Little Bits of History

Saintly Departure

Posted in History by patriciahysell on December 29, 2012
Thomas Becket resting in peace

Thomas Becket resting in peace

December 29, 1170: Thomas Becket is assassinated. He is also known as Saint Thomas of Canterbury, Thomas of London, and Thomas à Becket. He was born around 1118 or possibly 1120 in Cheapside, London. He was born on December 21, the feast of Saint Thomas the Apostle. His father, Gilbert, was a small landowner or maybe a petty knight. Both parents were of Norman ancestry. The family lived off the rents generated from their land holdings and Gilbert served as sheriff of the city at some point. Thomas was able to spend time at estates in Sussex at the home of a wealthy family friend.

Thomas began his formal education at Merton Priory at age ten. He also attended grammar school in London. He did not study beyond the trivium and quadrivium at these schools (the seven general subjects of a well-rounded education of the time). At age 20, he spent time in Paris. Around this time, his father suffered some financial difficulties and Thomas was compelled to earn his living as a clerk. Eventually he came to work for Theobald of Bec, then the Archbishop of Canterbury. He was entrusted with several missions including being sent to Rome and to Bologna and Auxerre where he finally was able to study canon law.

In 1154 Thomas was named as Archdeacon of Canterbury. This important position led him to the attention of King Henry II and Theobald recommended Thomas for the position of Lord Chancellor for the King who appointed him in January 1155. In that capacity, Thomas enforced the collection of rents for the king, both from secular and religious landowners. Thomas was made Archbishop of Canterbury in 1162. Henry was hopeful that the new Archbishop would continue to put country before God, but Thomas instead made a shift to the ascetic life. Thomas was not ordained as a priest until a couple weeks after he was confirmed as Archbishop.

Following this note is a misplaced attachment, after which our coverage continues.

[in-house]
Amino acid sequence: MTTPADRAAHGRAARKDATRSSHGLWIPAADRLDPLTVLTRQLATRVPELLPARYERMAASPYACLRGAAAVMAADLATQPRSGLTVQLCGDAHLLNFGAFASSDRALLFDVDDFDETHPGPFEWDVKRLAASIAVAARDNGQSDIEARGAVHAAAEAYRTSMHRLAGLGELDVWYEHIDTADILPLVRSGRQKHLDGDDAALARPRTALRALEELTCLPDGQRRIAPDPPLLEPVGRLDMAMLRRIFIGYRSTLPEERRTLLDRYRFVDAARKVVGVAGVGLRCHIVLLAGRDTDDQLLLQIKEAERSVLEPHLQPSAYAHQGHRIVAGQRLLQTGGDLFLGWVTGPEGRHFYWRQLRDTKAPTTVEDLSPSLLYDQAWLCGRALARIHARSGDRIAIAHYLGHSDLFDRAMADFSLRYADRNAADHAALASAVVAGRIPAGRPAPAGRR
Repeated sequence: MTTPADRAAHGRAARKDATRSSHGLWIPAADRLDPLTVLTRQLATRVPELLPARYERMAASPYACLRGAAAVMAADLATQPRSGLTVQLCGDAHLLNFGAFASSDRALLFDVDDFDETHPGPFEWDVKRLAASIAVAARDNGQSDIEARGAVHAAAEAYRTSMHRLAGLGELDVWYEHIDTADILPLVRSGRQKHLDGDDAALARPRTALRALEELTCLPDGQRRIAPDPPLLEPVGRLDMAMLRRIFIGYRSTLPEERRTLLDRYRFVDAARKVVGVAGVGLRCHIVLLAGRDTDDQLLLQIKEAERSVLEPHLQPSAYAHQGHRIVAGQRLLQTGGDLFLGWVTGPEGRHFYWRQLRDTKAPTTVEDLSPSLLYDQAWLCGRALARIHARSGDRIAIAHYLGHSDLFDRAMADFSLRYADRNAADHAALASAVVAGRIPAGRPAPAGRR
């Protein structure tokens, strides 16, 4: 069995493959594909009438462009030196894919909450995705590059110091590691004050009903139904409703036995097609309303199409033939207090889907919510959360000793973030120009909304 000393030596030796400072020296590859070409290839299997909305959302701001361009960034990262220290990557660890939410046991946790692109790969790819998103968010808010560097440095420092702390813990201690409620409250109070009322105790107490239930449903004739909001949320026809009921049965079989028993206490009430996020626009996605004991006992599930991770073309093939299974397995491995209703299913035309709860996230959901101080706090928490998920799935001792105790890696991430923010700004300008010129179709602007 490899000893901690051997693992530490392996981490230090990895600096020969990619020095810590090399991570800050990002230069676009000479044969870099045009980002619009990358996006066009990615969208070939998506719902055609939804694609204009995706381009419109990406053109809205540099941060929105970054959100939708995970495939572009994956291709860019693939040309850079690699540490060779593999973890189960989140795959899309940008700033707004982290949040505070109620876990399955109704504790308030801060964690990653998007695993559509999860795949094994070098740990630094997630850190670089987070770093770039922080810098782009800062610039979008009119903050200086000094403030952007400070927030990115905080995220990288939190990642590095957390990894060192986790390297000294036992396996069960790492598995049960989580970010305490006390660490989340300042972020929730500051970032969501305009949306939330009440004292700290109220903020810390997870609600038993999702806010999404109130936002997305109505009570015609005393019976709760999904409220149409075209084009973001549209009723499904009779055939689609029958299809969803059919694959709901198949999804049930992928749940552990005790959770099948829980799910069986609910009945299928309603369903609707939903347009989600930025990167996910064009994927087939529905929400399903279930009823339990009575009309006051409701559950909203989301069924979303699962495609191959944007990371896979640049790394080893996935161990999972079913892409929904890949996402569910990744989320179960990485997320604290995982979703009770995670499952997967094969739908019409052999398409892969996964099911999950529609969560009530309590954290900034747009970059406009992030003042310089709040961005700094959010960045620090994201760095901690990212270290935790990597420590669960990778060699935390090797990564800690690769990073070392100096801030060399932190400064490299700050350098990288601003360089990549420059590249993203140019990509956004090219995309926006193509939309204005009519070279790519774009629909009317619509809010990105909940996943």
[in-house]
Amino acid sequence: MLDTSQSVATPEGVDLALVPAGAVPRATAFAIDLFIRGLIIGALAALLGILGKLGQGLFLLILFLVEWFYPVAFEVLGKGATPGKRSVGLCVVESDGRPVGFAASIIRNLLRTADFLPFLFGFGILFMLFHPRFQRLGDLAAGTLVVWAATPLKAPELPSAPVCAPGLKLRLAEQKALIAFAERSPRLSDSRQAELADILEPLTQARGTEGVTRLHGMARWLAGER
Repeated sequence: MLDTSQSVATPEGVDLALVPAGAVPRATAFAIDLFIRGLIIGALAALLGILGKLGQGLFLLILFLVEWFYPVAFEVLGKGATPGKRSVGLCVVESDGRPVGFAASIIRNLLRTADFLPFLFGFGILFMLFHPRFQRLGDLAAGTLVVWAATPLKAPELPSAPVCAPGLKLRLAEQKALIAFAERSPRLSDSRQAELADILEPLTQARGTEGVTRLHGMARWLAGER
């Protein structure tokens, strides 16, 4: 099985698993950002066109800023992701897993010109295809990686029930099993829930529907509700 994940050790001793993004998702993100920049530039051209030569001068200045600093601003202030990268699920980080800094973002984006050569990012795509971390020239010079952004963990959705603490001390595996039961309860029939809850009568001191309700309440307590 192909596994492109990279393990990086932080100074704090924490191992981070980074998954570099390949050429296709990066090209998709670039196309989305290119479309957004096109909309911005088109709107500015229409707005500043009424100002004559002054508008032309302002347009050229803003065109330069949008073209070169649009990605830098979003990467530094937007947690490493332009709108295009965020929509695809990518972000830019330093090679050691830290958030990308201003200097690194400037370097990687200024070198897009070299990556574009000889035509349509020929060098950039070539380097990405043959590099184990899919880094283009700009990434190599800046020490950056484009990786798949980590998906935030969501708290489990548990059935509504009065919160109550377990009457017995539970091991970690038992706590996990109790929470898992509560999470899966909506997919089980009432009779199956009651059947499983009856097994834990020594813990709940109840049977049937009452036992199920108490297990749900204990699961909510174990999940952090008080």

As Thomas continued to put the church before the King, the King became less enchanted with him. Henry continued to try to weaken the church and finally Thomas was officially asked to submit authority to the King or face repercussions. He refused. Thomas was summoned to appear before the King on a charge of contempt and when Thomas was convicted, he left the trial and fled to the continent. Six years later, Thomas was permitted to return to England and did so. Upon his return, he began to excommunicate his opponents. Henry found out about this and said something that was believed to have been an order of execution. Thomas was pursued, asked to come before the king, and when he refused, he was killed.

Remember the sufferings of Christ, the storms that were weathered… the crown that came from those sufferings which gave new radiance to the faith.

All saints give testimony to the truth that without real effort, no one ever wins the crown.

Many are needed to plant and water what has been planted now that the faith has spread so far and there are so many people.

No matter who plants or waters, God gives no harvest unless what is planted is the faith of Peter and unless he agrees to his teachings. – all from Thomas Becket

Also on this day:

The Awakened One – In 1993, the Tian Tan Buddha was consecrated.
Worst in America – In 1876, the Ashtabula Bridge collapsed.
Ooh-La-La – In 1721, Lady Pompadour was born.

One Response

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  1. Bobby Dias said, on December 29, 2012 at 9:15 am

    To me there has been a contradiction in history telling about Thomas and Henry about the work each did to promote the Church. They were not schoolboys having a recess fight to stop each other, no competition at all. They even coordinated their efforts. Maybe it is those history tellers that prefer either Thomas or Henry that make up stories to make their favorite look good- like Barack Obama,and others, outright lie to make their opponents look bad so that they themselves look good by comparison.

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